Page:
] defines the TTL of the Start of Authority (SOA) record that must be returned in negative answers (NXDOMAIN or NODATA):
The TTL of this record is set from the minimum of the MINIMUM field of the SOA record and the TTL of the SOA itself, and indicates how long a resolver may cache the negative answer.
Thus, if the TTL of the SOA in the zone is lower than the SOA MINIMUM value (the last number in the SOA record), the authoritative server sends that lower value as the TTL of the returned SOA record. The resolver always uses the TTL of the returned SOA record when setting the negative TTL in its cache.
However, RFC 4034
, Section 4
has this unfortunate text:
The NSEC RR SHOULD
have the same TTL value as the SOA minimum TTL field. This is in the spirit of negative caching ([RFC 2308
This text, while referring to [RFC 2308
], can cause NSEC records to have much higher TTLs than the appropriate negative TTL for a zone. [RFC 5155
] contains equivalent text.
, Section 5.4
tries to correct this:
of RFC 2308
also states that a negative cache entry TTL is taken from the minimum of the SOA.MINIMUM field and SOA's TTL. This can be less than the TTL of an NSEC or NSEC3 record, since their TTL is equal to the SOA.MINIMUM field (see RFC 4035
, Section 2.3
and RFC 5155
, Section 3
A resolver that supports aggressive use of NSEC and NSEC3 SHOULD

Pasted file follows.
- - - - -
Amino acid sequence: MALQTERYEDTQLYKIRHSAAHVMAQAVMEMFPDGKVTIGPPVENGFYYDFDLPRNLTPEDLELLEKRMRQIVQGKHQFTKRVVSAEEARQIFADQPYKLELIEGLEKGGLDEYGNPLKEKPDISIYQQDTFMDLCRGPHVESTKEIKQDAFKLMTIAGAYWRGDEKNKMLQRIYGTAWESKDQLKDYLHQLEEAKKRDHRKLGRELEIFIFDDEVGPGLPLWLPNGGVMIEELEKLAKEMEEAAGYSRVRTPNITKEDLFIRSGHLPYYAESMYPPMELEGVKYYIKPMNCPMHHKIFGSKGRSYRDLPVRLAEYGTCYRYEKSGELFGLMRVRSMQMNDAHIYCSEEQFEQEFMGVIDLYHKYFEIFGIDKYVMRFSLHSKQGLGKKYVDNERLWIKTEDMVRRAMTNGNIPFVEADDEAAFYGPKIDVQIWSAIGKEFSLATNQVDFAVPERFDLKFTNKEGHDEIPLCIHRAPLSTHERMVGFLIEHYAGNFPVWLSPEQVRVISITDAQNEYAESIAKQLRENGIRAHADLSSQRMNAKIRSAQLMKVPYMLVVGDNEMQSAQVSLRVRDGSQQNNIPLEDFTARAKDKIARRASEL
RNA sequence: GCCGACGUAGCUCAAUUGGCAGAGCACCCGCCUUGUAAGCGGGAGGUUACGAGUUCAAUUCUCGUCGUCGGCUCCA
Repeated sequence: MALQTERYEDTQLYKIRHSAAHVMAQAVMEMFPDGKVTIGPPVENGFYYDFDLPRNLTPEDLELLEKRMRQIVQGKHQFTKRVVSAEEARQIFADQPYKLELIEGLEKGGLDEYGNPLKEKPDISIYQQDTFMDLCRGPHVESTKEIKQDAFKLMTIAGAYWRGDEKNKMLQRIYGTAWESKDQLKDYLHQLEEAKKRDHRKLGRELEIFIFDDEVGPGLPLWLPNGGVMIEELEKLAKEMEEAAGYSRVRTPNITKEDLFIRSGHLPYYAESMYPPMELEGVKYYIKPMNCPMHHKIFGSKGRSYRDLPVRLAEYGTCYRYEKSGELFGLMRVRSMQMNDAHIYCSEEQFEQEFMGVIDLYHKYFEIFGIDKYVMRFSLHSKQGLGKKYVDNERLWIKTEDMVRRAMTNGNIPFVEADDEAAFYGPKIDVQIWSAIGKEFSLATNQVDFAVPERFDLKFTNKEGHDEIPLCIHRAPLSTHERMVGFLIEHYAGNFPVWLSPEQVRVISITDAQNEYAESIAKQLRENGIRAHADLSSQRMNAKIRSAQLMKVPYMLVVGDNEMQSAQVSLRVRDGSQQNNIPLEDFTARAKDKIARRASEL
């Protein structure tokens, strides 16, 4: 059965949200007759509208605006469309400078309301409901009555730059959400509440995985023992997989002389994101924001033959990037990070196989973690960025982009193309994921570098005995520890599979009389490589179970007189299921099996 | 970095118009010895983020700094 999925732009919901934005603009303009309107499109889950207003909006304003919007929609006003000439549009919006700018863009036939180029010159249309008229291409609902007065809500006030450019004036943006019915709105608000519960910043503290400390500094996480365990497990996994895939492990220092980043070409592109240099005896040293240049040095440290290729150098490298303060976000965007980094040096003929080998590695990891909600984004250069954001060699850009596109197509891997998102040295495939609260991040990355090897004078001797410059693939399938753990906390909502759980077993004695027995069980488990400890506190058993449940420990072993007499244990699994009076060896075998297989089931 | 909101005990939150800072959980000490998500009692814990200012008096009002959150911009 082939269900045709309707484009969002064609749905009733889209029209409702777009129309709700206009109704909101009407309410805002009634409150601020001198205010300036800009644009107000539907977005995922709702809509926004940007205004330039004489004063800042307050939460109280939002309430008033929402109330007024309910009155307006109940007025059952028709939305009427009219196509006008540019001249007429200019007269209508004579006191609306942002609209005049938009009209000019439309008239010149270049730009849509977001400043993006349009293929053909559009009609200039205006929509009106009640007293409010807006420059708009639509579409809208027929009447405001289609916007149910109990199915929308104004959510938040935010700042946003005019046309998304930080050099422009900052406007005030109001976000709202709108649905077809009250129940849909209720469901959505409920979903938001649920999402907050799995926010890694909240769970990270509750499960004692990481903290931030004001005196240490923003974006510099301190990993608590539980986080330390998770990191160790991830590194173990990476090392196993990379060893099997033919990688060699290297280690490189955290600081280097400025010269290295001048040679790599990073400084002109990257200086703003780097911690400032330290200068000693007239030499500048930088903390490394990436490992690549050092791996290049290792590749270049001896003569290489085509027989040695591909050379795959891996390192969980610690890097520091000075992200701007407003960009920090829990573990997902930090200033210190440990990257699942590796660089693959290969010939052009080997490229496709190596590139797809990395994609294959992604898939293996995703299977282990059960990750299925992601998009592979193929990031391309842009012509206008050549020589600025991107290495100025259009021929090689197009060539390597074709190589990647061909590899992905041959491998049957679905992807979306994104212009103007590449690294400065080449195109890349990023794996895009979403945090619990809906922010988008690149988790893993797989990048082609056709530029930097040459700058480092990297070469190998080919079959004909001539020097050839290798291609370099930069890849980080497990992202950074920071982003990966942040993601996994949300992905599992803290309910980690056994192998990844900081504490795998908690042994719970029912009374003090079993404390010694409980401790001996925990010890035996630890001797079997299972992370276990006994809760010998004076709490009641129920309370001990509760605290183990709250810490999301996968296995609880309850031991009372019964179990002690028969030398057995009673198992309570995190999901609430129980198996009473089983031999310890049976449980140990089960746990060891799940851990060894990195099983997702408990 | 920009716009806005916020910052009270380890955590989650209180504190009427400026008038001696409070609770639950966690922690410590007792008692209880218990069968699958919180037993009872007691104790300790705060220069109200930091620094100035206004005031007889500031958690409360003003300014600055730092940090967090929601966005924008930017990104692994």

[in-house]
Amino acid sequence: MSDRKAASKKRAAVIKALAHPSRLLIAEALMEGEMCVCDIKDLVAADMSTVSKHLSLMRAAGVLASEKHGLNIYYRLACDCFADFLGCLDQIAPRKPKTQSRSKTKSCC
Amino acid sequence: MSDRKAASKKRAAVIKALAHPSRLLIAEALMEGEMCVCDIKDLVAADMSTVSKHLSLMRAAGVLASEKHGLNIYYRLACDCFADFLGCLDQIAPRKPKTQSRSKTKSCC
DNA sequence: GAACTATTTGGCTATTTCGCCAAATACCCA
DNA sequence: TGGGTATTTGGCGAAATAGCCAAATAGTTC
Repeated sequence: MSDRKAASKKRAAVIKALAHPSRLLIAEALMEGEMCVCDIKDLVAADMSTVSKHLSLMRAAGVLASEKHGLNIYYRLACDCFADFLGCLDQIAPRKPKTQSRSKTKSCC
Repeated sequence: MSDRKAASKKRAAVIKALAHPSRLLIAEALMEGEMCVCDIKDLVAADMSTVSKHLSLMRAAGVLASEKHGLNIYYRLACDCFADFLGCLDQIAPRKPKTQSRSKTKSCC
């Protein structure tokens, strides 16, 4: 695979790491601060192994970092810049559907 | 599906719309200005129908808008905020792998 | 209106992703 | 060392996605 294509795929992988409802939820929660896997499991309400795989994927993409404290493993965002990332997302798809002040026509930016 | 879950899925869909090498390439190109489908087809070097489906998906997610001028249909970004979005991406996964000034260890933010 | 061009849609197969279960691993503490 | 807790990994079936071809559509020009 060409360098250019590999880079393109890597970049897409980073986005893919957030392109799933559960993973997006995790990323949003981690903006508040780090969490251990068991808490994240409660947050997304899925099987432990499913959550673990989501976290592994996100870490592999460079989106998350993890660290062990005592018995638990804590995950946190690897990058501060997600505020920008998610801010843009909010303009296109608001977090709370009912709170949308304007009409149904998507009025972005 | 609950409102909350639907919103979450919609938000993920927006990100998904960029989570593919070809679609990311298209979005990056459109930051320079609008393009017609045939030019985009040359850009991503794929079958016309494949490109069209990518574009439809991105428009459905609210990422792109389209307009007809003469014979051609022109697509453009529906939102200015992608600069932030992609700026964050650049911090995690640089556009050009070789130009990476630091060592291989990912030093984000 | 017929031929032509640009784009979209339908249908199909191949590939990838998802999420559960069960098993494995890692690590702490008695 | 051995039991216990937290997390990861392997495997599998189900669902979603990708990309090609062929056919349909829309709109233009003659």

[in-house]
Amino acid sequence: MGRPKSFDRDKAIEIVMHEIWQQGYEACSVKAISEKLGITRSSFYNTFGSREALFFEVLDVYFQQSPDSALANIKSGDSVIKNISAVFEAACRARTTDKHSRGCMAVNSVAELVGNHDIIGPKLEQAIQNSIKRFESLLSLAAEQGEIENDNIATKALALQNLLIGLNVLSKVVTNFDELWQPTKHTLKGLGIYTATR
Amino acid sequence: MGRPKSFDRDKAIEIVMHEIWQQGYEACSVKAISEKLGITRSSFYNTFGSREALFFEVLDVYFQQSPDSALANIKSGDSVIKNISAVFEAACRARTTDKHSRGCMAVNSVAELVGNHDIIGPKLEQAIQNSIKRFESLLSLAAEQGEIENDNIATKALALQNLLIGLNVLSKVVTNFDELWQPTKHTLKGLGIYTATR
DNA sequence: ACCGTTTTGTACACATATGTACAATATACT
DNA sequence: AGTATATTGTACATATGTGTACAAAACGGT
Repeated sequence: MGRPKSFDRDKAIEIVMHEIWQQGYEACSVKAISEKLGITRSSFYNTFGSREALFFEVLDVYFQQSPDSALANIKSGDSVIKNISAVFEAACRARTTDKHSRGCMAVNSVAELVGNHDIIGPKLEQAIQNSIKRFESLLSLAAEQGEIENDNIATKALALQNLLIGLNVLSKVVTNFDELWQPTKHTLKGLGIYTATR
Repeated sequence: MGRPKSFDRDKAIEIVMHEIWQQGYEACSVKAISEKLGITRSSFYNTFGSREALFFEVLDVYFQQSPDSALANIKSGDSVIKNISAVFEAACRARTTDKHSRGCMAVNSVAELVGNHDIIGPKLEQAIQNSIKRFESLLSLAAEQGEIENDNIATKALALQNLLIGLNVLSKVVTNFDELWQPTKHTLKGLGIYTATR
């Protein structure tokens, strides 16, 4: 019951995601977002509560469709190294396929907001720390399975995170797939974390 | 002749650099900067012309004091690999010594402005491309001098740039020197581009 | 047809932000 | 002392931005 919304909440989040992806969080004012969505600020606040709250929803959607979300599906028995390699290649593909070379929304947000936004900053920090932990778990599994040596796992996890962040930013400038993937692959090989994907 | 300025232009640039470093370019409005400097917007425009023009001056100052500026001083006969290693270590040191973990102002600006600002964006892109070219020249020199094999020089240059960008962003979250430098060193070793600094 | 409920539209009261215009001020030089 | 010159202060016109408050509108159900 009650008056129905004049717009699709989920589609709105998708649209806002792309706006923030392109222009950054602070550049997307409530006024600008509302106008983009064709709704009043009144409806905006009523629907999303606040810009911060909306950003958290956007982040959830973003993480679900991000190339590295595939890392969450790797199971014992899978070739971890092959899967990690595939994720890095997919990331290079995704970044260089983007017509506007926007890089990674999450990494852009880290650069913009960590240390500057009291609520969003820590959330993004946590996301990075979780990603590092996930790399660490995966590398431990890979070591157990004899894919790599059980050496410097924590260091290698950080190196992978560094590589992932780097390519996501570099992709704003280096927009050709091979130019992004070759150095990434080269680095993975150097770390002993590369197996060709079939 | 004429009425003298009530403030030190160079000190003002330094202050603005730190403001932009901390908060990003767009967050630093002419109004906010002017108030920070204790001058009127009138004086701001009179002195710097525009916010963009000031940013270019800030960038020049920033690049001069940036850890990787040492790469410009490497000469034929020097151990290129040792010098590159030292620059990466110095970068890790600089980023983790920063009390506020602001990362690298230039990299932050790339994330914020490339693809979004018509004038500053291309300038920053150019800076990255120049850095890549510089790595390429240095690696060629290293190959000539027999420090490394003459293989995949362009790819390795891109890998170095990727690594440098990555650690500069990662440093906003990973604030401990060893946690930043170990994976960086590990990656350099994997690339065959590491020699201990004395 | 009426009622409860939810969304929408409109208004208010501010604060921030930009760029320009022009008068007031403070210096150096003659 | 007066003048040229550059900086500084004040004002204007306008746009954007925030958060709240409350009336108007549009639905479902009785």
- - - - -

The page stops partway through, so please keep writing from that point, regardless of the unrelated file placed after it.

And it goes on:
reduce the TTL of NSEC and NSEC3 records to match the SOA.MINIMUM field in the authority section of a negative response, if SOA.MINIMUM is smaller.
But the NSEC and NSEC3 RRs should, according to [RFC 4034
] and [RFC 5155
], already be at the value of the MINIMUM field in the SOA. Thus, the advice from [RFC 8198
] would not actually change the TTL used for the NSEC and NSEC3 RRs for authoritative servers that follow the RFCs.
As a theoretical exercise, consider a top-level domain (TLD) named .example with an SOA record like this:
example. 900 IN SOA primary.example. dnsadmin.example. (
1 1800 900 604800 86400 )
The SOA record has a 900-second TTL and an 86400-second MINIMUM TTL. Negative responses from this zone have a 900-second TTL, but the NSEC or NSEC3 records in those negative responses have an 86400-second TTL. If a resolver were to use those NSEC or NSEC3 records aggressively, they would be considered valid for a day instead of the intended 15 minutes.